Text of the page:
New York Jets: 5 Areas for Offseason Improvement
Anyone in the Jets organization is probably considering the 2011 season as a failure.
When you have been to two straight AFC Championship games, have Super Bowl aspirations and have Super Bowl predictions from your head coach, failure seems like an accurate description when you fall short of the playoffs.
If Rex Ryan has Super Bowl ambitions for the Jets again next year, they will need to improve in several areas.
5. Running Back
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Last week, LaDainian Tomlinson announced that he was considering retirement. Shonn Greene was wildly inconsistent and ineffective at times this year, especially early in the season.
Rex Ryan has been preaching his “Ground and Pound” philosophy with the Jets, yet Mark Sanchez threw the ball at least 35 times in seven of their 16 games this year. This is not the offense that Ryan has tried to institute and the Jets might need to redefine their running game.
Is Joe McKnight ready to step into Tomlinson’s shoes and become a third-down back and someone who can be a speedy alternative to Greene’s power game? Probably not.
It might be in the Jets’ best interest to look elsewhere.
Ray Rice, Matt Forte and Marshawn Lynch are all free agents at the end of this season but might end up with their current teams.
One running back who the Jets could go after is Peyton Hillis. He has been at odds with the Browns organization all season with a contract dispute. He would fit perfectly into Rex’s Ground and Pound system.
4. Offensive Coordinator
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Jets fans have been calling for the firing of offensive coordinator Brian Schottenheimer all season. He has been overly conservative in his play-calling, which has led to some of the ineffectiveness of the offense and the growing disdain of Jets supporters.
In Week 17, the Jets had their second-longest play of the season. It was a pass play for 41 yards from wide receiver Jeremy Kerley.
Yes, that’s right. Jeremy Kerley threw the ball for the second-longest gain of the season.
There must be some issues with your play-calling if your second-longest gain of the season is from your top slot receiver.
Mark Sanchez did not have any issues throwing the deep ball at USC, but for some reason, Schottenheimer doesn’t want him doing it as a Jet.
Sanchez has weapons to throw down the field, but the offense isn’t geared toward these types of plays. Holmes has great speed and can beat most corners down the field. When Burress played on the Giants, Eli Manning would use Burress as a downfield threat, but the Jets' offensive system did not use him that way.
3. Wide Receiver
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It could be a byproduct of the system that Mark Sanchez is playing in, but he needs an elite weapon that he can consistently target.
Look at the other young QB’s in the league. Matt Stafford has Calvin Johnson. Matt Ryan has Roddy White and Julio Jones. Andy Dalton has A.J. Green.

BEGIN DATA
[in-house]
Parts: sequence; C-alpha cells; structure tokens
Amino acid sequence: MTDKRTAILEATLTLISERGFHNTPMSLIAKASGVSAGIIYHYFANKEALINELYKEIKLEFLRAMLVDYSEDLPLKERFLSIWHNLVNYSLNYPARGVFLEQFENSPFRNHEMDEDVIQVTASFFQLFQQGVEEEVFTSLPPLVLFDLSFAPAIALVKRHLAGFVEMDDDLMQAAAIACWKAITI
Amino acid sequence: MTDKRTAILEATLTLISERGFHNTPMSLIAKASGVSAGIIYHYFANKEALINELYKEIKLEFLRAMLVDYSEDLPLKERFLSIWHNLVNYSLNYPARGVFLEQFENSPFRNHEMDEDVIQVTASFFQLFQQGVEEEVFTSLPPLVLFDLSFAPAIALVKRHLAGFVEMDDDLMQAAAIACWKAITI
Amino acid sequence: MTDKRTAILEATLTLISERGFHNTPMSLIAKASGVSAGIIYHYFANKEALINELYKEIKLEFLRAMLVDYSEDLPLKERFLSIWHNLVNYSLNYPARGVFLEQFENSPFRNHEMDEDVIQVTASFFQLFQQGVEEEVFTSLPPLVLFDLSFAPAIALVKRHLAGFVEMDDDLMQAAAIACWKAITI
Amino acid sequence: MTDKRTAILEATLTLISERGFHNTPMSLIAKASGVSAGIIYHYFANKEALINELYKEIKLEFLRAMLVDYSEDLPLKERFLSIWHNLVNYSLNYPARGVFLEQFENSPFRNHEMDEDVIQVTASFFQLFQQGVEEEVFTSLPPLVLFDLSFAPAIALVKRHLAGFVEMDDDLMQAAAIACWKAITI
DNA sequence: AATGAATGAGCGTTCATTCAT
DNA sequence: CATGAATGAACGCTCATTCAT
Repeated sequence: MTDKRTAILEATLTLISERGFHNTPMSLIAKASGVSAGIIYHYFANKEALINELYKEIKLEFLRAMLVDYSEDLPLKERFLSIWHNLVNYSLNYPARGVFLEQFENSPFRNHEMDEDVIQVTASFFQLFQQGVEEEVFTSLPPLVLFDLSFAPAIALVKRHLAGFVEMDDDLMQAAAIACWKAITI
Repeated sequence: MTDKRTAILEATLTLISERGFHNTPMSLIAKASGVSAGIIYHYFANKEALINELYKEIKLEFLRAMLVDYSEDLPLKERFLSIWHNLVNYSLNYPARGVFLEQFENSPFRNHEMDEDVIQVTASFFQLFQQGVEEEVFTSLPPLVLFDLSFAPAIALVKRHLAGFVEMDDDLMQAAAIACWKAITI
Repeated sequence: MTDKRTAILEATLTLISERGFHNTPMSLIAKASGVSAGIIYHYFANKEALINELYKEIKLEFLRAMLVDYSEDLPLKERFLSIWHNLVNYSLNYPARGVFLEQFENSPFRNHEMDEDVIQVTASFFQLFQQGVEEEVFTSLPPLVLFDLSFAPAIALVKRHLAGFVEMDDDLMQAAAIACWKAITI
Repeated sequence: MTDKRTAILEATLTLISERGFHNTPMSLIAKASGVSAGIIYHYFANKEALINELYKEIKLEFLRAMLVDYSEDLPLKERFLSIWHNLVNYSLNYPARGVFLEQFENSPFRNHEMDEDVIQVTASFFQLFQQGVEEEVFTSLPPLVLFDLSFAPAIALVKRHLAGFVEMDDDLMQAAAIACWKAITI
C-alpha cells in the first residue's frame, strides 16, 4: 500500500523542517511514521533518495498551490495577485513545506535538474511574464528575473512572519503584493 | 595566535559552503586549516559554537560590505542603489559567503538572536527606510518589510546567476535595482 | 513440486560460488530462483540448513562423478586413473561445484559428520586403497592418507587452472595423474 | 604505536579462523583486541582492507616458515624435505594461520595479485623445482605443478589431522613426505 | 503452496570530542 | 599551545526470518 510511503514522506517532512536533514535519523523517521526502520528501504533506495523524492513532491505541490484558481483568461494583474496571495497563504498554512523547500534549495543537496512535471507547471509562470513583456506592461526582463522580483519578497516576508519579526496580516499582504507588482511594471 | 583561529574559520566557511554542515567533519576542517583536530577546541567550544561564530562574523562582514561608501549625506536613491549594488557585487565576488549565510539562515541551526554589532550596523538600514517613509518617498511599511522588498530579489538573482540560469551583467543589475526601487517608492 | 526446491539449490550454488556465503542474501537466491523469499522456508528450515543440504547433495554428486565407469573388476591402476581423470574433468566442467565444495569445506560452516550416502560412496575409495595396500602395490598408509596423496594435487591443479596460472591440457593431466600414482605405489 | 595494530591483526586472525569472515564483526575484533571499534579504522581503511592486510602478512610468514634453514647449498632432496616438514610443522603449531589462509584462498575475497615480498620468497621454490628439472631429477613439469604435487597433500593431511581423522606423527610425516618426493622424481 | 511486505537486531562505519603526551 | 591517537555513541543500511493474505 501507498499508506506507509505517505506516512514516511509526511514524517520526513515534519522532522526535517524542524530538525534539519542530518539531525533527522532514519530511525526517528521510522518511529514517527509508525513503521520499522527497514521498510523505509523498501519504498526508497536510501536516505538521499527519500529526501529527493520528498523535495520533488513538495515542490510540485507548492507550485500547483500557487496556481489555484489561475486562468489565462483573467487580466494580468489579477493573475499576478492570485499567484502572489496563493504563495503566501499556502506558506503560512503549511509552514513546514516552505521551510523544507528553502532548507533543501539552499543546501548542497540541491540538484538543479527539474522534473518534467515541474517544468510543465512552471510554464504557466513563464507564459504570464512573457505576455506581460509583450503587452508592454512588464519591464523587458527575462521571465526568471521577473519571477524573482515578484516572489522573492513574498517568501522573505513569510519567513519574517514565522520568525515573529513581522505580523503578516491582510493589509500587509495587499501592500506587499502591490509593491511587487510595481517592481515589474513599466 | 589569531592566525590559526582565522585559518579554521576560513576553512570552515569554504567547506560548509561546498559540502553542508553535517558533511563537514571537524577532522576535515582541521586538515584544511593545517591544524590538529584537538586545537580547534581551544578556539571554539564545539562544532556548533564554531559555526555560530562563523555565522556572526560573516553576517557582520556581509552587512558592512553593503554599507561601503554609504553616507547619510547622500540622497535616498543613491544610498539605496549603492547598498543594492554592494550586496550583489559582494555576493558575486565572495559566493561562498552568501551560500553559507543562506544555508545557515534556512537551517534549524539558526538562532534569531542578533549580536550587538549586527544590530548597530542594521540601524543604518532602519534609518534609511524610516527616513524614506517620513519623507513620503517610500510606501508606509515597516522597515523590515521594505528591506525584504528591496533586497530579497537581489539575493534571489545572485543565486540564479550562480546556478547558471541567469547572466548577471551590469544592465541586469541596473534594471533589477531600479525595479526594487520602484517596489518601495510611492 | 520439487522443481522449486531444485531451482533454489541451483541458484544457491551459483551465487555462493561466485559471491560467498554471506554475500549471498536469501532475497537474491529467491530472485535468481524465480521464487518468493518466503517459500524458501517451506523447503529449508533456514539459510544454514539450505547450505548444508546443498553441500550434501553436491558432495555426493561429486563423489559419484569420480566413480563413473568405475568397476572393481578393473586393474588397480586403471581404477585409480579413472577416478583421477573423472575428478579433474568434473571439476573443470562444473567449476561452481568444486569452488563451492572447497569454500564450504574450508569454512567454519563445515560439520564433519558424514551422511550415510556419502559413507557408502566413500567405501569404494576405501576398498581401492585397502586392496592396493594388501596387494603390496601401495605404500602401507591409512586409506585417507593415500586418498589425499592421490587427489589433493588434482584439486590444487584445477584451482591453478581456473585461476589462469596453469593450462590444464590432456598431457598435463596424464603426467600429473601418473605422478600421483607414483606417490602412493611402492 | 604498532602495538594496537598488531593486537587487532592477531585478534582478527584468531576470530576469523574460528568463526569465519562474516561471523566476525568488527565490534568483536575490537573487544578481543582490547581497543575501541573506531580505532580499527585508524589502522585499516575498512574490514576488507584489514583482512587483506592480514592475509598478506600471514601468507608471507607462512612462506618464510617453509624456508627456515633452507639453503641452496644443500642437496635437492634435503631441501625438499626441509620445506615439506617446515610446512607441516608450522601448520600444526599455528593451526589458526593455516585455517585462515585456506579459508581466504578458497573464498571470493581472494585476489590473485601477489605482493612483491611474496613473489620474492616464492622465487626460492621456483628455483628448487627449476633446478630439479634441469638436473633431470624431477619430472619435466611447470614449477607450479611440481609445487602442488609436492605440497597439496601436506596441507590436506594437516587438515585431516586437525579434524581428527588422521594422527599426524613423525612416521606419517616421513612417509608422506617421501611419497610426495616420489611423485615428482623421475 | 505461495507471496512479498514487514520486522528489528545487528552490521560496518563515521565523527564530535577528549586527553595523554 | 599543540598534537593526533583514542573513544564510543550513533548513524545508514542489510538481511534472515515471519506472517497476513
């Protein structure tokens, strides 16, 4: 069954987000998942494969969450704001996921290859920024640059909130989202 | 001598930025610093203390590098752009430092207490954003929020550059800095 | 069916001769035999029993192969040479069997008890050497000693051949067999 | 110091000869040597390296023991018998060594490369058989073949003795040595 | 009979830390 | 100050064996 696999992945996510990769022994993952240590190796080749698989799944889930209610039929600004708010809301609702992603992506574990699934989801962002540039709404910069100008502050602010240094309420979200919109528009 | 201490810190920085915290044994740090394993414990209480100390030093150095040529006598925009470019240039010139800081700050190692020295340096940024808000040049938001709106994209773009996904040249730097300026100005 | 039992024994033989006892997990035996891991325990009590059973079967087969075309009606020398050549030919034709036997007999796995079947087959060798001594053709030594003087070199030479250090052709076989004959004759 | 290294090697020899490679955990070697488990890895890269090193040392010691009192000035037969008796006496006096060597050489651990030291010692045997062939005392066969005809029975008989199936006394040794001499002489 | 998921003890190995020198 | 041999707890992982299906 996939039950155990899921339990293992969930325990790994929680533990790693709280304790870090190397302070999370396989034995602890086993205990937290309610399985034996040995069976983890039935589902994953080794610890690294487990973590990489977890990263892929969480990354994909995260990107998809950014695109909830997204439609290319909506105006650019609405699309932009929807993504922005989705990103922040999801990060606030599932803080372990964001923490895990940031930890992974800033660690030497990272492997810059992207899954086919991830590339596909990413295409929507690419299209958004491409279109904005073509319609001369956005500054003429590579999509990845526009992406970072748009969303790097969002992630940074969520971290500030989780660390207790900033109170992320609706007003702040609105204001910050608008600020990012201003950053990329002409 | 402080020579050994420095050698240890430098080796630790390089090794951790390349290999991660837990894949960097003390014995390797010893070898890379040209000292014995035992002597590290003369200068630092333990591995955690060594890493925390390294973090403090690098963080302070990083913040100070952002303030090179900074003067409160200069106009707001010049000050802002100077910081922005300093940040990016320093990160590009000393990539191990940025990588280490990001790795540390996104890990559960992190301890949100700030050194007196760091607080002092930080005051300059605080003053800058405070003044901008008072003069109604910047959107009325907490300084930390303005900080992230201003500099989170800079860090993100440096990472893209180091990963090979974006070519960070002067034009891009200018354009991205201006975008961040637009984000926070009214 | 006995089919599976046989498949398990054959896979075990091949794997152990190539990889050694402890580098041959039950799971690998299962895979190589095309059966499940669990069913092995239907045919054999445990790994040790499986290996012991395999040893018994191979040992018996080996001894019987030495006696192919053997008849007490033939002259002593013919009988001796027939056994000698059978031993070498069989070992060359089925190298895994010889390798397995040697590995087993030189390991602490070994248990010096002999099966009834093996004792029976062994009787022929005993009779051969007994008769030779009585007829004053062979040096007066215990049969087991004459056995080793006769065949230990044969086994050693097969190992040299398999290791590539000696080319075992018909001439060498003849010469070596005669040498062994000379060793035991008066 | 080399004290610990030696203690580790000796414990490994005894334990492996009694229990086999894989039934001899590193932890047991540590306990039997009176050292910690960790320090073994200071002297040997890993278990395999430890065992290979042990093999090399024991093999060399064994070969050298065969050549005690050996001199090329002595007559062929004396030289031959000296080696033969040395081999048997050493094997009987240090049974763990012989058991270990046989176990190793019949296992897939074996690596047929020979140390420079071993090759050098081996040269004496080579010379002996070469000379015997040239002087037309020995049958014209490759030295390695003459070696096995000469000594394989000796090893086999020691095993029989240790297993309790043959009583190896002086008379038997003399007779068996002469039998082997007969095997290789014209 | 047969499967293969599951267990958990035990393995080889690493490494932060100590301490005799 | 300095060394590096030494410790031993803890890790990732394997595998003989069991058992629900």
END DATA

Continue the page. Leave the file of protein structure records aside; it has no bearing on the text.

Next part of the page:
Mark Sanchez has Santonio Holmes. That is the same receiver who reportedly quit on the team in the last couple of weeks in the season and missed quarterback and receiver meetings leading up to their Week 17 game. It seems as if there is a lack of trust and connection between Sanchez and his top target.
Sanchez needs a young elite target that Sanchez can develop chemistry with and build their pass offense around. Someone like Oklahoma State’s Justin Blackmon or South Carolina’s Alshon Jeffery could be a huge weapon for Sanchez.
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The Jets secondary is probably one of the strengths of their team with Darrelle Revis and Antonio Cromartie on the outside and the emergence of young corner Kyle Wilson.
Yet the Jets continue to get burned by opposing tight ends. Unfortunately for the Jets, this is a time that their biggest rival has one of the best tight ends in the league in Rob Gronkowski. Not to mention, he has a pretty good teammate, Aaron Hernandez, to play tight end opposite him.
If the Jets want to have any serious chance in competing for the AFC East title in the foreseeable future, they are going to have to attempt to tame the Patriots aerial attack. In their 37-16 loss to the Patriots in Week 10, Rob Gronkowski burned the Jets for 113 yards and two touchdowns.
With consecutive season-ending injuries to Jim Leonhard, there are also questions as to whether he will return to the Jets next year. Leonhard has been the anchor that has held this defense together the past two years, but the team has missed him in crunch time.
Whether or not Jim Leonhard is included in the Jets secondary next year, they will absolutely have to revamp their unit if they want to compete in the AFC.
1. Offensive Line
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Pro Bowlers Nick Mangold and D’Brickashaw Ferguson anchor the Jets' offensive line, yet Mark Sanchez was constantly under pressure towards the end of the season.
Wayne Hunter was not one of the strong points for the Jets down the stretch. He was constantly getting beat off the rush and gave the offense little time to work with.
When you watch Aaron Rodgers and Drew Brees in the rest of playoffs, look at the protection that they get from their offensive lines. Some of their success has to be attributed to their offensive line and how much time they have in the pocket to find their receivers. It is unreasonable for anyone to expect Sanchez to do what Rodgers and Brees do with their offensive lines, but the protection certainly helps.
The Jets threw the ball 36 more times than they did last year and 179 more times than they did in 2009. The 2009 season was when Ryan tried to implement his Ground and Pound system and a revamped offensive line might help the Jets get back to this style of offense.